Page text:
Christmas has always been a special time for me and I have so many happy memories from childhood – waking up at 3am to see if Santa had squeezed his way down the chimney never realising that we actually didn’t have a chimney – to  adulthood where I hosted the whole family for a day of food, games and fun. Five years ago that all changed and I suffered a great loss around Christmas time when my marriage broke down. Since then I have almost tried to overcompensate with forced happiness in the lead up to Christmas only to find that at some point the façade cracks and I find myself sad in myself and angry that people don’t realise that I still struggle with the loss. But, I admit now that upon reflection I don’t communicate these feelings well, and really struggle to get them out. I think in someways I am afraid of the judgement and that people expect you to “get on with life”.  On a particular day in the run up to Christmas this year my friend who I sit to the side of in the office commented that I was quiet, I knew I was having a bad day but I just could not get the words out of my mouth. So, I text her instead explaining and she was really kind and understanding and it really helped move my day on more positively.

Moving Forward

I am really excited to see where 2018 will take me – new family adventures, new things to be learned, books to be read, places to visit and so on. I am not making a long list of resolutions this year but I will be treating myself with kindness and self care, taking more time for those who matter, endeavouring to manage my own expectations less destructively and, of course improving my communication.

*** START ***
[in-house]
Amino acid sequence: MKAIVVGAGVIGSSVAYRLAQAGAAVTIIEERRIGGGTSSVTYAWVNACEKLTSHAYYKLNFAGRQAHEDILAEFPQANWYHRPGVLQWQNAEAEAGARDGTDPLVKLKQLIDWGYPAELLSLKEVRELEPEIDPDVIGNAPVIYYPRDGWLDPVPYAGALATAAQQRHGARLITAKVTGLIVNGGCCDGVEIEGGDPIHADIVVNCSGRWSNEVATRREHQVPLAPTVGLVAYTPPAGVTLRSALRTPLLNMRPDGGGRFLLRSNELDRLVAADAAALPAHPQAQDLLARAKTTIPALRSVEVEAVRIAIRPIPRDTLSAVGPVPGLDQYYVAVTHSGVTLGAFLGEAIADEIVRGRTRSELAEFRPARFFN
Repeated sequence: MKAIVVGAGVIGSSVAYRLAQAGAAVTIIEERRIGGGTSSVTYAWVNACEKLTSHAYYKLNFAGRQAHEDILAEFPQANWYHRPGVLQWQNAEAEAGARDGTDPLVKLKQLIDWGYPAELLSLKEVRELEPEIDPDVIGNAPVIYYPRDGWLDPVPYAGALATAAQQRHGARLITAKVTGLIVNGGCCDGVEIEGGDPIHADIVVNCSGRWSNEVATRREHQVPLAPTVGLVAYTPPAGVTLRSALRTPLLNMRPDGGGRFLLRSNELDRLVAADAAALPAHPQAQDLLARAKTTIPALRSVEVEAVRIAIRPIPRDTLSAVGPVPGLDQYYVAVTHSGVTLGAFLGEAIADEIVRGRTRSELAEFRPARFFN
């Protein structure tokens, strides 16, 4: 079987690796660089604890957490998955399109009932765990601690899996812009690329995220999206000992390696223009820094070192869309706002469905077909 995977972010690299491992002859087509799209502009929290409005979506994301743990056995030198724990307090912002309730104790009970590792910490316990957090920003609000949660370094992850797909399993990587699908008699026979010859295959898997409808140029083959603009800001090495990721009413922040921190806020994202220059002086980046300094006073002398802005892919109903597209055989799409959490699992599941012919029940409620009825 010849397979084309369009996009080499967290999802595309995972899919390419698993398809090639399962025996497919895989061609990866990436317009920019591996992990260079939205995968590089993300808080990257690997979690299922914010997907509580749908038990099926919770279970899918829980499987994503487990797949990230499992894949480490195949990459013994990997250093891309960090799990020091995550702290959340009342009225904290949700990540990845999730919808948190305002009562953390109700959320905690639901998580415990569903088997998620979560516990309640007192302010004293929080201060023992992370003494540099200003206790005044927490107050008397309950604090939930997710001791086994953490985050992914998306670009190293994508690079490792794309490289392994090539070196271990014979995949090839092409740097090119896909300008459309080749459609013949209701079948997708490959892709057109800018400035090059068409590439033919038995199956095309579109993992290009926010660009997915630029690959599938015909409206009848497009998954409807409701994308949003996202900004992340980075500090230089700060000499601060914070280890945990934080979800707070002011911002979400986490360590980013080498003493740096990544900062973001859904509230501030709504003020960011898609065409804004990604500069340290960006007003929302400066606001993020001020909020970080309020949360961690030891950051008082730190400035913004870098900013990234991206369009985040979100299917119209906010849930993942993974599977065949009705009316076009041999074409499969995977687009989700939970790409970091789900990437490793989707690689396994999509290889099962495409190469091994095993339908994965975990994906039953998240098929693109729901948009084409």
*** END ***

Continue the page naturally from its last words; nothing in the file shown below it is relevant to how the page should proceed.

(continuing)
As the new year begins to twinkle and the light of the old fades away I would like to wish each and every person who has taken the time to read my ramblings on the blog and on Instagram over the last few months a very happy, mindful and prosperous 2018.

A Short Exercise

If you begin to feel anxious, sad or angry when your expectations are not being met why not start a journal? It can be a very cathartic experience getting your thoughts down on paper and I am pleased to share some of the questions I raised with myself in relation to Christmas this year. There are no right or wrong answers to the questions and don’t be afraid of the feelings your answers may provoke but do acknowledge them.

  1. How did I feel when the gift I bought someone was not met with the excitement that I expected?
  2. How did I feel when a gift that I had really wanted didn’t get given?
  3. What is shaping my own expectation of what Christmas should look like?
  4. How are past events impacting on my expectation of how Christmas should feel?

If you are able to reflect on this and write it down why not make a mental note to revisit these expectations in 12 month’s time to see if or how your expectations have change and/or what has been done to manage them.

Natalie x